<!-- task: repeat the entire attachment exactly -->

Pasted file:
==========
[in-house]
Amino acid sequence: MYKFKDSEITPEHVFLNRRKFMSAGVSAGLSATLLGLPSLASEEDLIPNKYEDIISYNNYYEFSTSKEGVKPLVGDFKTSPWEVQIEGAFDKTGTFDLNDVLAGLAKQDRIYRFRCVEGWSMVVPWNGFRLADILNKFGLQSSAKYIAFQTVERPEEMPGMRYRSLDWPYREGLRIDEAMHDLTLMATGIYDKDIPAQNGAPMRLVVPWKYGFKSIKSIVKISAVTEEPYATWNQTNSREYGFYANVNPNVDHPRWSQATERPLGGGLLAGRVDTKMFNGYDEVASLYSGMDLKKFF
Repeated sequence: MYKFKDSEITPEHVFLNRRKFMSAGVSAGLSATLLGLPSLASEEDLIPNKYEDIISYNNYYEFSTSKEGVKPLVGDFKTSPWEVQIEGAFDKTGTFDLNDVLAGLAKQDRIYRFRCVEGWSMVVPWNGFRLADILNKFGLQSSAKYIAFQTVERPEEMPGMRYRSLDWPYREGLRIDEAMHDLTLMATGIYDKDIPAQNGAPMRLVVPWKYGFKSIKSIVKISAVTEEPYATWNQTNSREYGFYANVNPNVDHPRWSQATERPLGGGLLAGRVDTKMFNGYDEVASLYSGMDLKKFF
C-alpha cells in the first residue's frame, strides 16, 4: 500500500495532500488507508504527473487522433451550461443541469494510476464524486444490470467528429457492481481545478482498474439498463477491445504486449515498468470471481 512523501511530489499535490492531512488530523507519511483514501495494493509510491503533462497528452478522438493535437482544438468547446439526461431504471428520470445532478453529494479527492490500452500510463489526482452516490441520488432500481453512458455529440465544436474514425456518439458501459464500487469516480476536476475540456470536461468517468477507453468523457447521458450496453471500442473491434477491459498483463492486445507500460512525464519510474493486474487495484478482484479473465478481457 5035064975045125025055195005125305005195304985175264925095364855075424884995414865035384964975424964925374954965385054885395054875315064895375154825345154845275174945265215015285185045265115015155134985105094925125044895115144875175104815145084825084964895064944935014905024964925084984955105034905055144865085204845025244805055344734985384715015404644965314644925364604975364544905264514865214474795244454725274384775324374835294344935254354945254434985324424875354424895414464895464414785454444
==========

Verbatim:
[in-house]
Amino acid sequence: MYKFKDSEITPEHVFLNRRKFMSAGVSAGLSATLLGLPSLASEEDLIPNKYEDIISYNNYYEFSTSKEGVKPLVGDFKTSPWEVQIEGAFDKTGTFDLNDVLAGLAKQDRIYRFRCVEGWSMVVPWNGFRLADILNKFGLQSSAKYIAFQTVERPEEMPGMRYRSLDWPYREGLRIDEAMHDLTLMATGIYDKDIPAQNGAPMRLVVPWKYGFKSIKSIVKISAVTEEPYATWNQTNSREYGFYANVNPNVDHPRWSQATERPLGGGLLAGRVDTKMFNGYDEVASLYSGMDLKKFF
Repeated sequence: MYKFKDSEITPEHVFLNRRKFMSAGVSAGLSATLLGLPSLASEEDLIPNKYEDIISYNNYYEFSTSKEGVKPLVGDFKTSPWEVQIEGAFDKTGTFDLNDVLAGLAKQDRIYRFRCVEGWSMVVPWNGFRLADILNKFGLQSSAKYIAFQTVERPEEMPGMRYRSLDWPYREGLRIDEAMHDLTLMATGIYDKDIPAQNGAPMRLVVPWKYGFKSIKSIVKISAVTEEPYATWNQTNSREYGFYANVNPNVDHPRWSQATERPLGGGLLAGRVDTKMFNGYDEVASLYSGMDLKKFF
C-alpha cells in the first residue's frame, strides 16, 4: 500500500495532500488507508504527473487522433451550461443541469494510476464524486444490470467528429457492481481545478482498474439498463477491445504486449515498468470471481 512523501511530489499535490492531512488530523507519511483514501495494493509510491503533462497528452478522438493535437482544438468547446439526461431504471428520470445532478453529494479527492490500452500510463489526482452516490441520488432500481453512458455529440465544436474514425456518439458501459464500487469516480476536476475540456470536461468517468477507453468523457447521458450496453471500442473491434477491459498483463492486445507500460512525464519510474493486474487495484478482484479473465478481457 5035064975045125025055195005125305005195304985175264925095364855075424884995414865035384964975424964925374954965385054885395054875315064895375154825345154845275174945265215015285185045265115015155134985105094925125044895115144875175104815145084825084964895064944935014905024964925084984955105034905055144865085204845025244805055344734985384715015404644965314644925364604975364544905264514865214474795244454725274384775324374835294344935254354945254434985324424875354424895414464895464414785454444